Stephanie Krehbiel on Violence…


Stephanie Krehbiel on Violence, Community, and Struggle for LGBTQ Justice in the Mennonite Church: Parallels to Catholic Conversations — Or, Why LGBT Folks Remain the Problem Even As Straight Men Engage in Sexual Predation

I’ve mentioned the work of Mennonite American Studies scholar Stephanie Krehbiel here in the past — for instance, in this February 2014 posting highlighting an article she published at Religion Dispatches on the parallels between “the Woody Allen problem” and the story of Mennonite theologian John Howard Yoder. As she notes, in the stories of both of these men, we encounter troubling questions about the ability of not merely conservative social and ecclesial structures, but also liberal ones, to shelter and offer excuses for the predatory sexual behavior of powerful men.

One of the questions driving Krehbiel’s work is the question of how and why various institutions — notably, her church of origin, the Mennonite Church USA — can for so long shield such men while resisting accountability and transparency, especially as the victims of their sexual abuse come forward with their stories. As I noted in the February 2014 posting linked above, part of the answer to this puzzle, Stephanie suggests, is that “theology is a male-dominated field with a long history of covering, enabling, and trivializing sexualized violence.”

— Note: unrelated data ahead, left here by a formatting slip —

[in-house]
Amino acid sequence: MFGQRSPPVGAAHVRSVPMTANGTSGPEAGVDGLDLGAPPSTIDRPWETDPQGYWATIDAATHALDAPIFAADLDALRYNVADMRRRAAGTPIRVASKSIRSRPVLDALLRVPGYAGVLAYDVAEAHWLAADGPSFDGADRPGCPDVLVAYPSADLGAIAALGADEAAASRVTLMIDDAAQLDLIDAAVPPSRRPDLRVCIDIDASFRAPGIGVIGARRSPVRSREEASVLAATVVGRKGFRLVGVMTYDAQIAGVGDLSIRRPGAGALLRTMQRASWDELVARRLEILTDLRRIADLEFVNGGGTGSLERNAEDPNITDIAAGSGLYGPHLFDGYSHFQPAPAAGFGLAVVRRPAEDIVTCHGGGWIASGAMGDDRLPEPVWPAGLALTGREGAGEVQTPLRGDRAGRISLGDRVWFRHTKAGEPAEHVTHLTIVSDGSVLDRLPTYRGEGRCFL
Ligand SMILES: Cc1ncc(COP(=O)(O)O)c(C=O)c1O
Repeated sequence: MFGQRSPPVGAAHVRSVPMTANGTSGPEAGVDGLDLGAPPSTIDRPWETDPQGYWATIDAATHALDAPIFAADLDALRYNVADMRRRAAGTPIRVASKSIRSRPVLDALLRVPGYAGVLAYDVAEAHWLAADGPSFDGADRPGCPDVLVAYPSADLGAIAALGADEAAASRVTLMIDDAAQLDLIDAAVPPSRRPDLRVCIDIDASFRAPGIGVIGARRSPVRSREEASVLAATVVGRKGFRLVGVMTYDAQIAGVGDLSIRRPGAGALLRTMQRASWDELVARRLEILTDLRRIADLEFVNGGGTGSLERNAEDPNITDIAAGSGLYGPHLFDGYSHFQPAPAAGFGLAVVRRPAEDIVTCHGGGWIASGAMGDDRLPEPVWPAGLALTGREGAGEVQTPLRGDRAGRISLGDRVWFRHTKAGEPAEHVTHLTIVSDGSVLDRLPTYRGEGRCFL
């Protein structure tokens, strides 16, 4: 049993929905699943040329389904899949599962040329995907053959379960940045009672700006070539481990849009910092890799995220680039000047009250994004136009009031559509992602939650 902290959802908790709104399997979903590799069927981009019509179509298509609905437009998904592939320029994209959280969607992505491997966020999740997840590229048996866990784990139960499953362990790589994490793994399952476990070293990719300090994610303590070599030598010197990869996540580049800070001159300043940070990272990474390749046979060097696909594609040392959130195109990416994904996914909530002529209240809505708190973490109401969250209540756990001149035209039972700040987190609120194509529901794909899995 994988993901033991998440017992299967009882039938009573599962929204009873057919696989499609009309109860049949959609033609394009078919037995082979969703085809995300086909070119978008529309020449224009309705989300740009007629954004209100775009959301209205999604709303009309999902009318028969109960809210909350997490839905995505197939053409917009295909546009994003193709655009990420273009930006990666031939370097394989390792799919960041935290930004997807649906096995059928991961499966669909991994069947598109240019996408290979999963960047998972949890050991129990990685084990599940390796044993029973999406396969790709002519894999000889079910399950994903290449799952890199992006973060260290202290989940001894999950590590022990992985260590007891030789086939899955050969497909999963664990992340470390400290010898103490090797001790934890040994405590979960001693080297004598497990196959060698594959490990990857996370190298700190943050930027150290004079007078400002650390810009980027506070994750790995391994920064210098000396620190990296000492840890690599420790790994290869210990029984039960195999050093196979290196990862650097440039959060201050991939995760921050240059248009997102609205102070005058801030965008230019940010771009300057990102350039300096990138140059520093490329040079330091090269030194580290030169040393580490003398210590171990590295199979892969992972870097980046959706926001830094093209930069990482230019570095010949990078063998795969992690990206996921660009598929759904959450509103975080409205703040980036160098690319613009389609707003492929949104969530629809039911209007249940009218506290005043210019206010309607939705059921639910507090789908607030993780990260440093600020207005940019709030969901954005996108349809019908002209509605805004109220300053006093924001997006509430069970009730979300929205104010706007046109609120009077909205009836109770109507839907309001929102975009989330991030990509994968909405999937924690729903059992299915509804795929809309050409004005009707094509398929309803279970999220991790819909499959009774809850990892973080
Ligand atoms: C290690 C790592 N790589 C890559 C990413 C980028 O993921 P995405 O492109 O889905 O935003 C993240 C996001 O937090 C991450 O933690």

But in Yoder’s case, there’s the added fillip, the grand irony, of his world-renowned witness to the Mennonite value of non-violence — a witness he was offering at the same time that he was sexually coercing female students and women under his pastoral guidance. In her article about Allen and Yoder, Krehbiel writes,

As a powerful male leader operating in a patriarchal religious academia, Yoder was anything but atypical as a sexual predator. His pacifism makes for some interesting irony, but there’s always been something oddly masculinist about the way Mennonites teach nonviolence. Mennonite pacifist discourse evolved as a response to the dominant ideal of warrior masculinity, a way for men to justify not going to war; it has never been as fully formed or as celebrated for its challenge to interpersonal violence.

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